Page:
Sunday, May 7, 2006

AT&T Outlines Satellite, Fixed Wireless and WiMAX Plans

AT&T Chairman and CEO Edward E. Whitacre outlined plans to expand broadband availability beyond its wireline infrastructure throughout its traditional 13-state local service territory. The initiatives include three components:

  • SatelliteIn partnership with WildBlue, AT&T will begin offering a satellite-based broadband service later this month in select rural markets which are not served by landline broadband services. Rural satellite broadband subscribers will have three service packages to choose from, with prices ranging from $49.95 to $79.95 per month, and broadband speed options ranging up to 1.5 Mbps downstream and up to 256 Kbps upstream. WildBlue will provide equipment management, installation and distribution services


  • Project Lightspeed AT&T affirmed its intent to make its video services available -- within three years -- to more than 5.5 million low-income households as part of its initial build in 41 target
    markets. The company said low-income customers would have access to the full suite of AT&T U-Verse products, including voice, video, high-speed Internet access and, later, VoIP services.


    AT&T plans to spend approximately $4.6 billion on its Project Lightspeed initiative to reach nearly 19 million homes by year-end 2008 as part of its initial deployment.


  • WiMAX and other fixes wireless -- New deployments will begin later this year in Texas and Nevada, joining existing AT&T fixed wireless service offers in Alaska, Georgia and New Jersey. AT&T said these deployment will help it evaluate fixed wireless using both licensed and unlicensed spectrum as an option for rural and urban settings.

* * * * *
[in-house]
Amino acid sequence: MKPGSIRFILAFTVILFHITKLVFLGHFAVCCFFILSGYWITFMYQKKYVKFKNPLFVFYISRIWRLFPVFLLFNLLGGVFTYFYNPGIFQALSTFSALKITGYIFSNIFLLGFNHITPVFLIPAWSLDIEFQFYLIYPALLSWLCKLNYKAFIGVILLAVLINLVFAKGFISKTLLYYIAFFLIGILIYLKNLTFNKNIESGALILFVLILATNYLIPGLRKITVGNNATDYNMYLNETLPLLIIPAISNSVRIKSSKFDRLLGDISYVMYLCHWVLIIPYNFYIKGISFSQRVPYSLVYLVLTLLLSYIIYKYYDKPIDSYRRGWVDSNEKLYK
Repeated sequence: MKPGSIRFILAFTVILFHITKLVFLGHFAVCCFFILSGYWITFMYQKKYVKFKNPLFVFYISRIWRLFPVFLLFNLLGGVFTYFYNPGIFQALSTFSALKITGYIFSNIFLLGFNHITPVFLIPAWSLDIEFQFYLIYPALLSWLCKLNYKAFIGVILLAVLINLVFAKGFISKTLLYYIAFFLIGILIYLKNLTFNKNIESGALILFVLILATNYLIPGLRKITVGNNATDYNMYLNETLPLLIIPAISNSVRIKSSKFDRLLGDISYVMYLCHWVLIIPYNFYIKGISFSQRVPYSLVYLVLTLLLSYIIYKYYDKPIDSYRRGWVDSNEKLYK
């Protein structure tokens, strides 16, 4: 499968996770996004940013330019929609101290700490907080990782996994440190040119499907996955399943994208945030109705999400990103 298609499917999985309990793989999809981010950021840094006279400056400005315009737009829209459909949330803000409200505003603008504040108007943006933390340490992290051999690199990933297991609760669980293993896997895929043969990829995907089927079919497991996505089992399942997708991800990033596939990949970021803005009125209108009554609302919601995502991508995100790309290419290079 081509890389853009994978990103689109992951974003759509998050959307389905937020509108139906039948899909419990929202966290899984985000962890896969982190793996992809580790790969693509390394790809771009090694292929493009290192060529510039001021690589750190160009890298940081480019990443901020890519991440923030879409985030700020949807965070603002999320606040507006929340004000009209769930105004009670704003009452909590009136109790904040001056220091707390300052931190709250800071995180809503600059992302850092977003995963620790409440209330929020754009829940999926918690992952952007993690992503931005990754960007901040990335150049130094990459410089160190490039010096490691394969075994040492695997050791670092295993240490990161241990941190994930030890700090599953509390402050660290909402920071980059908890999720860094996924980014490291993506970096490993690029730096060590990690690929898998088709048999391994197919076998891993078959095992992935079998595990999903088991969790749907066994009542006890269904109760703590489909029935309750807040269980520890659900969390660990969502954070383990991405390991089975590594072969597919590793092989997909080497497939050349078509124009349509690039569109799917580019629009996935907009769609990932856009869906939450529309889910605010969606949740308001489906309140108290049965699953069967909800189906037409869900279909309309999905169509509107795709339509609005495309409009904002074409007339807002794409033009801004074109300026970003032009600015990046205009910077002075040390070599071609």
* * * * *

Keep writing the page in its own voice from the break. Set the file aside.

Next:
AT&T, which is the largest DSL provider in the U.S. with 7.4 million lines in service, said DSL is currently available to nearly four out of five customer locations within its 13-state local service area.

http://www.att.comhttp://www.wildblue.com
  • WildBlue currently utilizes the Ka-band spot beam capacity over the United States on Telesat Canada's Anik F2 satellite, which was launched by Arianespace in July 2004. WildBlue's service provides two-way wireless high-speed Internet access. The service is being offered by over 280 rural electric and telephone companies affiliated with the NRTC (National Rural Telephone Cooperative). Service began June 2005.


  • WildBlue's next Ka-band spot beam satellite, WildBlue-1, has been scheduled for launch aboard an Ariane 5 vehicle in Q4 2006. WildBlue-1, manufactured by Space Systems/Loral, will approximately triple WildBlue's customer capacity, and is expected to handle WildBlue's continuing rapid customer growth into 2008 and beyond. WildBlue-1 is a 4.7 metric ton high power satellite based on Space Systems/Loral's 1300 spacecraft bus and provides Ka-band spot beam capacity over the contiguous United States. Spot beam Ka-band satellites are a key component in WildBlue's low-cost wireless broadband infrastructure.

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